Chinese pioneers of Jamaican music to be lauded
FOR the first time in years, the Tribute to the Greats Awards Show and Dance will not be held at Curphey Place in St Andrew. The 17-year-old event will instead move to the Chinese Benevolent Association on Hope Road, St Andrew, on July 26.
The show's 2014 staging will highlight the Chinese connection in Jamaica's music. Ironically, this year marks the 160th anniversary of the arrival of the Chinese to Jamaica.
At the show's launch at Cuddy'z Bar and Lounge in New Kingston on Thursday, guest speaker Wayne Chen, who along with Kevin O'Brien Chang co-authored the book Reggae Routes: The Story of Jamaican Music, argued that the Chinese connection to Jamaican music has to do with how they integrated with wider society and saw opportunities to make money.
"A lot more work needs to be done in terms of preserving and understanding the development of Jamaican music. The Chinese-Jamaicans played a fundamental role in the development of the music. VP Records probably did more to the marketing of dancehall than anybody else," Chen said.
"The Chinese came as indentured labourers. They didn't come as entrepreneurs, but saw the opportunities and relied on certain cultural habits. The connection to music was a combination of the business opportunities and the closeness to the majority of Africans in the Jamaican community," he continued.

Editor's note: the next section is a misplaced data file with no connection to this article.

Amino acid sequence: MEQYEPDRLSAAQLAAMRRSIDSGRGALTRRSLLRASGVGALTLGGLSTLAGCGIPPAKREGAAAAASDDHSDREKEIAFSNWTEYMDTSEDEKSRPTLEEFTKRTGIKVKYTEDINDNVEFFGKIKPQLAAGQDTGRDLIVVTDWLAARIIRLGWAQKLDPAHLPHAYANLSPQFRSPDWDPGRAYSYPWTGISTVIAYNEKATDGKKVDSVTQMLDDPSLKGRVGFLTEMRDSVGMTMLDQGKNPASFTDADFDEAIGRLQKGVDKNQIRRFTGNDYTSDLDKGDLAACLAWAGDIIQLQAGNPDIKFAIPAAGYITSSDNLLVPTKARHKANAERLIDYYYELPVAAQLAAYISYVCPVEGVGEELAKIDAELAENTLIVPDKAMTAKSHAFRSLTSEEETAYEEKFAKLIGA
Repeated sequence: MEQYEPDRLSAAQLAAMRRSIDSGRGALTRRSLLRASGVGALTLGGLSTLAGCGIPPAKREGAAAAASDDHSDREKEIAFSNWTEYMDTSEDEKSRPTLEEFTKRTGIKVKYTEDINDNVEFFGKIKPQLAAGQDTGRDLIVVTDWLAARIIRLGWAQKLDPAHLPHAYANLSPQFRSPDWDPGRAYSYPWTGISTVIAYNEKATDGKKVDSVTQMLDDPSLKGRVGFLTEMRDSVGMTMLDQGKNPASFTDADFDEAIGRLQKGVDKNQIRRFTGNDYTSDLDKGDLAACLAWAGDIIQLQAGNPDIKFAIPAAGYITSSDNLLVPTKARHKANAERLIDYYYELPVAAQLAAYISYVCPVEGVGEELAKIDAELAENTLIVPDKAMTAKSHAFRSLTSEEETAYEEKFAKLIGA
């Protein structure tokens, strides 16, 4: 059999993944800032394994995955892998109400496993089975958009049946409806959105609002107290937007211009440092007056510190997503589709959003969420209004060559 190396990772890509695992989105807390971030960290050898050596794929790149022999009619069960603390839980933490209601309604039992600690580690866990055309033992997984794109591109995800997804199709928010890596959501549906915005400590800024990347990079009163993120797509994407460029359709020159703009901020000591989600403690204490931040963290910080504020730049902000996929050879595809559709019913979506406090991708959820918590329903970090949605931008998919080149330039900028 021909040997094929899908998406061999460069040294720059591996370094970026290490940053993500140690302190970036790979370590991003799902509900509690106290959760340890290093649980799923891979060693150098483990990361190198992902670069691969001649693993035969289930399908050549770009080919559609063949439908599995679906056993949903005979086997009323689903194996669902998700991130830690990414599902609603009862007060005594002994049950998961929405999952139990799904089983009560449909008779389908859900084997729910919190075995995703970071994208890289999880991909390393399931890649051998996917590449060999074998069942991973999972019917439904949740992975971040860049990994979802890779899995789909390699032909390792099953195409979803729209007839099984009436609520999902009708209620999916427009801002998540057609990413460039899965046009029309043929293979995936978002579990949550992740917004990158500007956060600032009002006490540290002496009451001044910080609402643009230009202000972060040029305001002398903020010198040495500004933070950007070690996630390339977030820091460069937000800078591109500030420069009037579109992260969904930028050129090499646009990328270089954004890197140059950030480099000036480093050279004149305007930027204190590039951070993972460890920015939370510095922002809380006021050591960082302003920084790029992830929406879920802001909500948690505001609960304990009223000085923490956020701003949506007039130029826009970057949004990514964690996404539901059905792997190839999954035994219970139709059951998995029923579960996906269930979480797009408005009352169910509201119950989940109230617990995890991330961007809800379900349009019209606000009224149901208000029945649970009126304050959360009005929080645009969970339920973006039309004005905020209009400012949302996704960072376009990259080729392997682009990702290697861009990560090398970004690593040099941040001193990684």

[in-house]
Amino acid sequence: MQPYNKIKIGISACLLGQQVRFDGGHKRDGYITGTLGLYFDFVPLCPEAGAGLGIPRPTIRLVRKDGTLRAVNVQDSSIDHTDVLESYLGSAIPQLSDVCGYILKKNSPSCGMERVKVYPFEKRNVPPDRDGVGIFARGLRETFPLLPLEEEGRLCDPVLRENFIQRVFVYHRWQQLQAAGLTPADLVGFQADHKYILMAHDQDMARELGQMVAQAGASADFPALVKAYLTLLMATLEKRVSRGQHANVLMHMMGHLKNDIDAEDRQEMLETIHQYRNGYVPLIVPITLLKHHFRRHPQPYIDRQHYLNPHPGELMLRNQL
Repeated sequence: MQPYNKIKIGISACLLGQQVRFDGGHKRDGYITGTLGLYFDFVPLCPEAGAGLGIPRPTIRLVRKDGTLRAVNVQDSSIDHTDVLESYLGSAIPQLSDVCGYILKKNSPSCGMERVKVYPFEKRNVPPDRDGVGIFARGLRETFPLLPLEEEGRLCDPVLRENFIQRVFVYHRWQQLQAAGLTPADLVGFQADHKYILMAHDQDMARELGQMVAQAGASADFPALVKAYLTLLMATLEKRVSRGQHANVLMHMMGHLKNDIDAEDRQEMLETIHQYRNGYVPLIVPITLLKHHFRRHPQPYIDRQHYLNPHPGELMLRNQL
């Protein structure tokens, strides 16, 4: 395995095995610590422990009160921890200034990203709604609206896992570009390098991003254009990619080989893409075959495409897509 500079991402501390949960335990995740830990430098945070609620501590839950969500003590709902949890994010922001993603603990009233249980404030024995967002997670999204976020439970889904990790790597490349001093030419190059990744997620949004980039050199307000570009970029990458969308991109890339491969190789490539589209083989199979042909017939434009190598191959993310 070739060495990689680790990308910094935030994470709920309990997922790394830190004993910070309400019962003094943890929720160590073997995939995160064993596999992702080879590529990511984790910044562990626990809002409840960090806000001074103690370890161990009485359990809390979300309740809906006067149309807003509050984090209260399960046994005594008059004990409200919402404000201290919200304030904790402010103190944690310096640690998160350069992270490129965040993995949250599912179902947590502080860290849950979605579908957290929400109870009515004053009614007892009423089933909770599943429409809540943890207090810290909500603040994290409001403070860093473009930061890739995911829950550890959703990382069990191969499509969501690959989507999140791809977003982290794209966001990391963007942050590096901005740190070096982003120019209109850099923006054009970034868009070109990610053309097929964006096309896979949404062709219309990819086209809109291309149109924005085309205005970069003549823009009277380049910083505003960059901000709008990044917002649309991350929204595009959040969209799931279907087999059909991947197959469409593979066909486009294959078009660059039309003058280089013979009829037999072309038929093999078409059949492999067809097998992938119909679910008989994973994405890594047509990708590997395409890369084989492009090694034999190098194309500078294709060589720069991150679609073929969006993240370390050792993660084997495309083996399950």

Chen said this was not unique, as other ethnic minorities, including Jews and Arabs, became similarly involved. In that context, he made mention of Stanley Motta, former prime minister Edward Seaga, as well as the Khouris.
He also noted that immigrant minorities were involved in the growth and evolution of blues in the USA.
He recalled that at the time, popular music was not a respectable pursuit in Jamaica. But it was ripe for marginalised entrepreneurs. He then listed a number of early Jamaican sound systems, bands/musicians, singers, record producers, some of whom will be honoured on Tribute to the Greats. Among them musician, arranger composer Philip Chen; studio owner/record producer Leslie Kong; the Hookim Brothers of Channel One Studio and sound system; producer Justin Yap; Ingrid Chin, the first female band leader and aunt of Tami and Tessanne Chin; Geoffrey Chung and Mikey 'Mao' Chung, musicians, arrangers and composers.
Non-Chinese awardees include legendary bass player Aston 'Familyman' Barrett of the Wailers, and Carl Brady of the Dragonaires.
Phil Chen, Sonny Wong, Mikey Chung, Derrick Harriott, Pam Hall, and Ras Michael Jr are scheduled to perform.
— Basil Walters